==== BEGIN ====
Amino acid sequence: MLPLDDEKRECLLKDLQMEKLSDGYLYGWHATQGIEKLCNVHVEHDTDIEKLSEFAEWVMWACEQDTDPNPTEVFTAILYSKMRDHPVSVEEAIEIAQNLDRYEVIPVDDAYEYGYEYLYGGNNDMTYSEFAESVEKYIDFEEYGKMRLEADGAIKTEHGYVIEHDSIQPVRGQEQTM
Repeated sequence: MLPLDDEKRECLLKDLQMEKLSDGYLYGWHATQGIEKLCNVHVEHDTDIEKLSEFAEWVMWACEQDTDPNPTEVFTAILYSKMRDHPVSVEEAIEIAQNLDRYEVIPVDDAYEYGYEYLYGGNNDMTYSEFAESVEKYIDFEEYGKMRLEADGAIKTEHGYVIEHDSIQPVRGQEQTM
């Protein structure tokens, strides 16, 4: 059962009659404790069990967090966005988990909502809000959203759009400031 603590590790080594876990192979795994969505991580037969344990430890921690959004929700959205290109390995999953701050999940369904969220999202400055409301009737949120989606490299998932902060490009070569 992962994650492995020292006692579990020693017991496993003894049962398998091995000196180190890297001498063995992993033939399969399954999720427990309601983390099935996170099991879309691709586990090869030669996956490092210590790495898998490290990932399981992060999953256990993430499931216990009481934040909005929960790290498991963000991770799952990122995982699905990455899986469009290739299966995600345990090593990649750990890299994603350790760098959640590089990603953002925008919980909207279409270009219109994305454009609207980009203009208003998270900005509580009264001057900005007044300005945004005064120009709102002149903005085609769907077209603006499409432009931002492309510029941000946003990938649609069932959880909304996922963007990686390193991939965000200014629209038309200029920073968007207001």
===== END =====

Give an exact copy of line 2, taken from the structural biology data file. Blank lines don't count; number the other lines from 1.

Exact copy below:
Repeated sequence: MLPLDDEKRECLLKDLQMEKLSDGYLYGWHATQGIEKLCNVHVEHDTDIEKLSEFAEWVMWACEQDTDPNPTEVFTAILYSKMRDHPVSVEEAIEIAQNLDRYEVIPVDDAYEYGYEYLYGGNNDMTYSEFAESVEKYIDFEEYGKMRLEADGAIKTEHGYVIEHDSIQPVRGQEQTM